Polestar 2 (2020) review

Tim Pitt
·4-min read

Polestar 2 or Tesla Model 3? That’s the burning question if you have £50,000 to spend on a new EV. Cards on the table: I prefer the Polestar. But the winner here is far from clear-cut. It really depends on your priorities, and how you plan to use the car.

Let’s start with the styling. The Polestar is more saloon-on-steroids than upright SUV, with crisp contours and a chopped tail. There are hints of sister-brand Volvo in its concave grille and broad shoulders, but the 2 has an identity all its own. The bar-of-soap Tesla looks bland by comparison, like one of those generic cars used in advertisements.

Inside, the 2 seats five in relative comfort. Its 405-litre boot compares with 425 litres for the Tesla, while charging cables are stored in a 35-litre ‘frunk’ beneath the bonnet. Both cars have fully vegan interiors to bolster their eco credentials. Polestar’s WeaveTech seat fabric offers a ‘smooth, sporty look and feel inspired by wetsuits’, which is better than it sounds. With subtle slate-look trim and chunky metallic details, the vibe is cool and very contemporary.

Screen time

Where Tesla has arguably taken reductionism too far – its massive central touchscreen was recently declared unsafe by a German court – Polestar retains a more traditional layout, with an instrument binnacle in the driver’s line of sight. No surprise that it feels more tactile and solidly built than the American car, too.

The 2 was the first car to feature Android’s new operating system (since joined by the electric Volvo XC40 Recharge) and it’s incredibly slick. Using Google Maps for navigation, Google Assistant for internet queries and Spotify for music streaming feels so familiar and intuitive – and it all syncs brilliantly with your smartphone. My only disappointment was the lack of Apple CarPlay, due in 2021.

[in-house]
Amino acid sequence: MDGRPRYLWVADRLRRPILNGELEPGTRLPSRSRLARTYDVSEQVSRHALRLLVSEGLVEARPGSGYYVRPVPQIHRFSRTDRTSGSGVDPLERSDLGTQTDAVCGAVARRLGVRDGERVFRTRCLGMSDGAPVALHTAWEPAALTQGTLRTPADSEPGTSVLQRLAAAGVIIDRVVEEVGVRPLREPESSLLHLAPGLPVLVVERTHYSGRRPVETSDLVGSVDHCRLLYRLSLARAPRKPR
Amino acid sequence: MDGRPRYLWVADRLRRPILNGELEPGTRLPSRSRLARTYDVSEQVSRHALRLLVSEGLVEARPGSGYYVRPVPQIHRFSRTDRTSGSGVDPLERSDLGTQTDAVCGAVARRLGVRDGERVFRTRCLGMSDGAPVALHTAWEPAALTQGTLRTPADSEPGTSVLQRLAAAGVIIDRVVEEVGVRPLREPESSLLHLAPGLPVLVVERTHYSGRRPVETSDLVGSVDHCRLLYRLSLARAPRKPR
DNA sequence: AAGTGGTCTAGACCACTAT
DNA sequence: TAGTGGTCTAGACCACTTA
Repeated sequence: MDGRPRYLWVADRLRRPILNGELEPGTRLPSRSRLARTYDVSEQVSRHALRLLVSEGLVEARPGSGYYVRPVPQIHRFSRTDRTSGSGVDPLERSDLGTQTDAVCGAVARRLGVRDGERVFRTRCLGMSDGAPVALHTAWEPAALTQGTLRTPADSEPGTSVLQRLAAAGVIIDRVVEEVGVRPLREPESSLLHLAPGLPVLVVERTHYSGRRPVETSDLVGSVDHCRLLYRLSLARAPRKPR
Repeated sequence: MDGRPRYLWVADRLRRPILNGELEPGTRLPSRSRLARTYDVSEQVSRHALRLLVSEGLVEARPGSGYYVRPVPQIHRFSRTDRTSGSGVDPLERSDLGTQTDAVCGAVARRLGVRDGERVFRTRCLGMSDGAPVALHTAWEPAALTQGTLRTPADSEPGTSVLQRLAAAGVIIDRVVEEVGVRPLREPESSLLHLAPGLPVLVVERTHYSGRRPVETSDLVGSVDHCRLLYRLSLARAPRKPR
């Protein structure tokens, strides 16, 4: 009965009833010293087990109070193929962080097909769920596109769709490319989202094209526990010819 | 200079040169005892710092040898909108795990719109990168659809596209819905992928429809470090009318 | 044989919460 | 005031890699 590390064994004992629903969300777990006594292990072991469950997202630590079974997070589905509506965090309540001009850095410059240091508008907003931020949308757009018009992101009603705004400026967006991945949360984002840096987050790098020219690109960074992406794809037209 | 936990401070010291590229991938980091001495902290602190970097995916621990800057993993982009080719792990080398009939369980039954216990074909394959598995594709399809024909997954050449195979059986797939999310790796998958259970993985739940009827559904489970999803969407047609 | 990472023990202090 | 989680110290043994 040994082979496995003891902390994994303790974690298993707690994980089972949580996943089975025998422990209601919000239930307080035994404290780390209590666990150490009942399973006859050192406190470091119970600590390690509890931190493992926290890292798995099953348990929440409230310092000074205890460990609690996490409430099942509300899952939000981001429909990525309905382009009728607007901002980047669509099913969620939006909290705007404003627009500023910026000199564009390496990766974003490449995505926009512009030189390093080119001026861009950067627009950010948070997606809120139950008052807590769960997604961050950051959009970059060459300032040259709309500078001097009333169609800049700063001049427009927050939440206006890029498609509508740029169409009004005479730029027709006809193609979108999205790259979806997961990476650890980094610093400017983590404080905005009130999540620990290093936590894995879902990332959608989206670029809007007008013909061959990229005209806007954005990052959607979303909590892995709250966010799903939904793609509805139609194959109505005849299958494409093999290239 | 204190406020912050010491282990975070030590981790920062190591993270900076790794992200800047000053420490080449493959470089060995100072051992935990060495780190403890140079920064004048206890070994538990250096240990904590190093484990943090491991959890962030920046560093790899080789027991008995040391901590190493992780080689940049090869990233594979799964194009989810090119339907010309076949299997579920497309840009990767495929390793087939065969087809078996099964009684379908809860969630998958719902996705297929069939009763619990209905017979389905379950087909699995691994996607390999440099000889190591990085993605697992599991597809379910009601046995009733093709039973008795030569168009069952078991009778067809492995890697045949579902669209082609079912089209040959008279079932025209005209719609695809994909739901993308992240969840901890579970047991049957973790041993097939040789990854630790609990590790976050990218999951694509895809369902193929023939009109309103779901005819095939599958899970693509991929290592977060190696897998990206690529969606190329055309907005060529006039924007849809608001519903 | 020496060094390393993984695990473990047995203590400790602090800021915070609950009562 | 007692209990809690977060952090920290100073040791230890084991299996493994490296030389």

Only one 2

Unlike the 3, there’s only one version of the 2 (still following me?). Its 78kWh battery and two 150kW motors serve up 0-62mph in 4.7 seconds. With batteries fully charged, which takes 40 minutes from zero to 80 percent using a rapid charger, the quoted range is 292 miles.

Those numbers seem impressive… until you look at the Tesla. With nearly 300kg less to shift, the top-spec Model 3 Performance rockets to 62mph in 3.4sec, tops up to 80 percent in just 20 minutes using a Tesla Supercharger and travels 352 miles on a charge.

Indeed, Tesla’s proprietary Supercharger network could be reason enough to sway your decision. It’s simply faster, better established and less complicated. On one day with the Polestar, I downloaded several energy providers’ apps, discovered several chargers that didn’t work, called several helplines and, ultimately, took several hours longer to travel from Warwick to London than I’d hoped.

None of this was the car’s fault and if, like most EV owners, I could charge at home, it wouldn’t have been an issue. But still…

Torque talk

Make no mistake, the 2 is a very quick car. Prod the gear selector into ‘D’ (there’s no start button) and you immediately sense its omnipresent electric torque. The instant response, combined with four-wheel-drive traction, means you’ll rarely be left behind at the lights – and it all happens in gently humming near-silence. Just go easy on those warp-speed launches or you’ll decimate the miles-to-empty readout.

Where the Polestar pulls something back is driving enjoyment. The Tesla feels a bit one-dimensional: dizzyingly quick in a straight line, but rather woolly and disinterested when it comes to corners. Not so the Polestar, which is taut and eager, with nicely weighted steering and good body control.

That said, my test car was fitted with the £5,000 Performance Pack, including adjustable Ohlins dampers, beefed-up Brembo brakes and larger 20-inch alloys. It makes the ride a little restless and is probably overkill on a family EV. One to try before you buy.

Sweden or Silicon Valley?

So, Silicon Valley trumps Sweden for performance, range and ease of use, but Polestar comes top for design, dynamics and overall desirability. Like I said, there’s no clear winner here.

The good news is both are very credible cars that bode well for our (mostly) electric future. Now the charging network just needs to catch up.


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